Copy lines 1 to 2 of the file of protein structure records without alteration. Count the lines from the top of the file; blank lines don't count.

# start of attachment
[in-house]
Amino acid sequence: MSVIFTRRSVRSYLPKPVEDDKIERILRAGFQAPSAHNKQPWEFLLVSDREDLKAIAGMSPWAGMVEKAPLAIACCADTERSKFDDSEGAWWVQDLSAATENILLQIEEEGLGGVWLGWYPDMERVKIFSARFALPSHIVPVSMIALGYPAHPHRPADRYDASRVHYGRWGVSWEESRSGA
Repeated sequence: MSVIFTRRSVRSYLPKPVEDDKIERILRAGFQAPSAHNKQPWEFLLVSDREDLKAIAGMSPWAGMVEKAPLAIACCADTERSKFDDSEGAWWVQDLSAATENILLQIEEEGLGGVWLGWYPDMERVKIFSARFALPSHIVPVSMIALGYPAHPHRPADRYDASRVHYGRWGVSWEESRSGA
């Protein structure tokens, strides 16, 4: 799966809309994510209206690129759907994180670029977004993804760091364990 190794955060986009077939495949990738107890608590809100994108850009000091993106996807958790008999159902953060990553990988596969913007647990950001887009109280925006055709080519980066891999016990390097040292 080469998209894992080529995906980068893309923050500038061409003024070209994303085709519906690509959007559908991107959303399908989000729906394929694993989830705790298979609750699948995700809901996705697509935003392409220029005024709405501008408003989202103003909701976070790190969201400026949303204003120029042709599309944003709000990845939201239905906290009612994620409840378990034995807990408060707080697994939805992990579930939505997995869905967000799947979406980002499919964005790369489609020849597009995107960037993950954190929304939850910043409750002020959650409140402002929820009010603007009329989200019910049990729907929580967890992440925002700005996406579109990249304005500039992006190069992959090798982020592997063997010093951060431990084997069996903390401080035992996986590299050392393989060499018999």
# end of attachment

[in-house]
Amino acid sequence: MSVIFTRRSVRSYLPKPVEDDKIERILRAGFQAPSAHNKQPWEFLLVSDREDLKAIAGMSPWAGMVEKAPLAIACCADTERSKFDDSEGAWWVQDLSAATENILLQIEEEGLGGVWLGWYPDMERVKIFSARFALPSHIVPVSMIALGYPAHPHRPADRYDASRVHYGRWGVSWEESRSGA